Musical Fidelity Tri-Vista SACD Player
Sunfire Classic Tube Preamplifier
Tara Labs RSC Air 1 Interconnects
Monster Sigma Retro Interconnects
Kimber Kable Select KS-3035 Speaker Cables
MIT Z-Cord III Power Cord
Manley Labs Mahi Monoblock Tube Amplifiers
06/19/2003 8:20p ET
Brett Rudolph - Reviewer
I have to admit before going any further with this review that this album was as much a surprise to me as any I have done in the past. I don’t mean this in a bad way, but quite honestly, I had no idea what to expect. After all, taking one look at the album cover and you're not quite sure you get the sense of what the music is all about, let alone what type of music it might be. However, after hearing it several times, I can honestly say it is quite enjoyable.
Misha Mengelberg is a Dutch pianist, composer, and according to the notes, a humorist as well. I guess knowing that it isn’t all that surprising since the album cover has a bit of humor associated with it. In fact, the humor doesn’t stop at the title, though the music is somewhat difficult to classify, I would have to say it is an upbeat form of jazz perhaps mixed in with a bit of “new Dutch Swing,” something else for which Mengelberg is known.
The title comes from Songlines, a Canadian record company specializing in what they term cutting edge jazz. From the selections I have heard I think it fits them to a tee. This particular album was released from them as a hybrid stereo SACD, sort of the best of both new and old worlds. It contains not only a version that can be played on most standard CD players, but a second version that can be used on the higher definition, high fidelity SACD players available today, both in stereo format.
To fairly review this album I started by listening to the standard red-book layer, CD, version of the recording. Without going any further then the first track, “Hypochristmutreefuzz,” it is already evident that there is a great deal of work that has taken place to insure the clarity of the instruments. Unlike other recordings I have heard recently, Dave Douglas can be heard playing the trumpet with such clarity that you have to wonder if you are hearing it from a CD or across the room. The upper treble which tends to sound somewhat analytical on many CDs has no such qualities on this recording.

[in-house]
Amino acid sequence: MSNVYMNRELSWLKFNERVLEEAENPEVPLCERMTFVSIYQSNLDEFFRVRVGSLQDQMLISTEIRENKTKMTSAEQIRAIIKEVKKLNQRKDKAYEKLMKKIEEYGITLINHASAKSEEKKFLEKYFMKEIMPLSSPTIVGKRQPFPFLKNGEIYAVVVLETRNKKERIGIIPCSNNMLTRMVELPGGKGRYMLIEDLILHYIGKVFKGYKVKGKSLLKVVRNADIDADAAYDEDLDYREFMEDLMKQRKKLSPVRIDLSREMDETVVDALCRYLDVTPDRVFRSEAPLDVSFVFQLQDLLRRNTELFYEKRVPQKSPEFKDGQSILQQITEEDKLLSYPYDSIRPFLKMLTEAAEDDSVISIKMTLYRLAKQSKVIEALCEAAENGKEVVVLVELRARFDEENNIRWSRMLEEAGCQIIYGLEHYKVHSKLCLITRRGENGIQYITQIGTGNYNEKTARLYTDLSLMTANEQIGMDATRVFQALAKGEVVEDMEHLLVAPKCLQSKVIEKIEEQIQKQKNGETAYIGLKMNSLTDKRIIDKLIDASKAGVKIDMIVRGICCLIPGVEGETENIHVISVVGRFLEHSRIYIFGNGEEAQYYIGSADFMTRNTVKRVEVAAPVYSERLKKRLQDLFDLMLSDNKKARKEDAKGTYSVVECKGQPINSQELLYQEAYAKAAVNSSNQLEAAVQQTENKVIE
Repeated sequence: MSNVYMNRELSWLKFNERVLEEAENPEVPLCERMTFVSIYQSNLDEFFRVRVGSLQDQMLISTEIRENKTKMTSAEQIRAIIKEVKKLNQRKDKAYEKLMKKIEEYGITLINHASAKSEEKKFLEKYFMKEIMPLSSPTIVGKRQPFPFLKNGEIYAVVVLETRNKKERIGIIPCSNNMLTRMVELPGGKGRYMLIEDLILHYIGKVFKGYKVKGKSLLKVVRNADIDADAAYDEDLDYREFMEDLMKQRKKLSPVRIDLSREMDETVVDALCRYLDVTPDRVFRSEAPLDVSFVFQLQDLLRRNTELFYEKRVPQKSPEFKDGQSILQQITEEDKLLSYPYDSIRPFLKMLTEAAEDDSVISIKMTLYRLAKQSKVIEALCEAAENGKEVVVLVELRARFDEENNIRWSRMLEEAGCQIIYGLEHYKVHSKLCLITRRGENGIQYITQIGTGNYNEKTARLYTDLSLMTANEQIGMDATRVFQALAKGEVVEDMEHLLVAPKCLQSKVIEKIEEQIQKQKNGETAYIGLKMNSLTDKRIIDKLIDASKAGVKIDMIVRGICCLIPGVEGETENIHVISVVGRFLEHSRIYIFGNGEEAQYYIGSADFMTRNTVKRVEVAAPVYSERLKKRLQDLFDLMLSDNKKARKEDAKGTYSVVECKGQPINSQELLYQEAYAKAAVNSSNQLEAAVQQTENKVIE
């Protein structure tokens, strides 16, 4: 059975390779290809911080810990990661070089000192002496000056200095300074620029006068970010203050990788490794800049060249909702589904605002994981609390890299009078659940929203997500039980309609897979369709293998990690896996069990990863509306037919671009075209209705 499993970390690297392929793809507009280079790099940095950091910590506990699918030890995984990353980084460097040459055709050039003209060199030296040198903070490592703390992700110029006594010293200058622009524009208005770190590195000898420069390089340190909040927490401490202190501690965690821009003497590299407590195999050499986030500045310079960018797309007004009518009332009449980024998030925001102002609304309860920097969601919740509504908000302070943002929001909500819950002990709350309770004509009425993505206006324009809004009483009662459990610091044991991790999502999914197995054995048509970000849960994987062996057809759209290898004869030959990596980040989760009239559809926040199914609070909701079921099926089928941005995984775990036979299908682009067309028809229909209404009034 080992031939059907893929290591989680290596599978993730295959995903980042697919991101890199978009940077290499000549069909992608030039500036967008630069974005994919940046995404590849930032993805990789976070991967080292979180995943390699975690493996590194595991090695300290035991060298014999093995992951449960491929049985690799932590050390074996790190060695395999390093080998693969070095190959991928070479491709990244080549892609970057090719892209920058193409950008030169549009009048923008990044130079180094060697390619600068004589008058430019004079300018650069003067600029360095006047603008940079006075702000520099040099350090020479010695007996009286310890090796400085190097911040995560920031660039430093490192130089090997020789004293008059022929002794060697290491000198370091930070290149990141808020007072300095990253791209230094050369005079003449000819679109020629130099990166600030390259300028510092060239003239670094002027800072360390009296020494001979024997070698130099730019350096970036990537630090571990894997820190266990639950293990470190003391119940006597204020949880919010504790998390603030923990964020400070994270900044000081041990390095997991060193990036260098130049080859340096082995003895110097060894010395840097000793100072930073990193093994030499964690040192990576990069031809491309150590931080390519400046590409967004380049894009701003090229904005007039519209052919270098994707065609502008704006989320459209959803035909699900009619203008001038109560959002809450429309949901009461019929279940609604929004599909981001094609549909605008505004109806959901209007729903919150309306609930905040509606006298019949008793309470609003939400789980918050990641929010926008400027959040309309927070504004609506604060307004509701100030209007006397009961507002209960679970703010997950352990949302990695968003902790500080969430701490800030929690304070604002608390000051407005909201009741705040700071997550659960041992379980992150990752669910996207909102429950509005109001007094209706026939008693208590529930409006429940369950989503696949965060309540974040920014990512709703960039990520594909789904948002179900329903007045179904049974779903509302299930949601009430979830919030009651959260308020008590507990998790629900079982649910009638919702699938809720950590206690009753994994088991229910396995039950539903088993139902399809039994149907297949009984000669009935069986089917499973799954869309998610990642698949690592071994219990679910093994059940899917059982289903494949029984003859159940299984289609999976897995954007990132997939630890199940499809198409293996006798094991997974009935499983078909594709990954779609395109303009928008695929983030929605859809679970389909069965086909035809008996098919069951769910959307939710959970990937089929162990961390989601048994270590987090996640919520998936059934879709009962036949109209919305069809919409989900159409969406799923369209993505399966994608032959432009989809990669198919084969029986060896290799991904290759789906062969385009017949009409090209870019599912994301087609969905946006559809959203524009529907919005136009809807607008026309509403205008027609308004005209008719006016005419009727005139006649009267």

The other cut that really needs to be pointed out is track four, “Die Berge Schuetzen Die Heimat,” Not only is it a great example of the improvised music, but the recording seems to have an almost limitless ability to vary from one frequency range to another without sounding the least bit constrained. This makes the already bright music seem lifelike without making it seem as though it was overdubbed in the mixing stages of the record’s production.
Before moving to the SACD version of Four In One I need to make one thing clear. This is one of the few recordings I have heard in the recent past that stands out as a great CD even without the SACD version included. Its full ranged, full bodied sound makes it a worthy purchase even if you don’t have an SACD player.
The SACD layer of this recording just adds more precision to what is already present on the CD layer. There is a far greater depth to the already impressive music which allows you to not only hear the attack, but the decay as each note is played as well. This in turn allows the music to be far more expressive in its presentation. For example, on track five, “Four In One,” the entire quartet comes together in an involving presentation, which brings the listener closer to the music than one might think possible.
Track four, “Die Berge Schuetzen Die Heimat,” which already might make you laugh and smile if you listened to just the CD version, will definitely succeed in the SACD version. You find yourself a part of the entire experience as you are able to sense and experience some of what might actually be going through the musician’s mind as they recorded the track. It is definitely something you won’t soon forget.
Basically, if you are looking for an all around great jazz recording that not only possess all the basic requirements of a great recording, but goes further, you need look no further then Four In One. The disc not only possesses one of the best CD recordings of a jazz ensemble that I have heard for its modernity, but the SACD version adds more to the color of the music as well. It is definitely worth listening to and adding to your collection. If you are looking for something you will want to hear over and over again without ever tiring of it, Misha just might have a note that tickles you.
Copyright © 2002-2003 Matthew Rowe. All rights reserved.
Misha Mengelberg Quartet
Four in One
Released: March 19, 2002
Misha Mengelburg Quartet: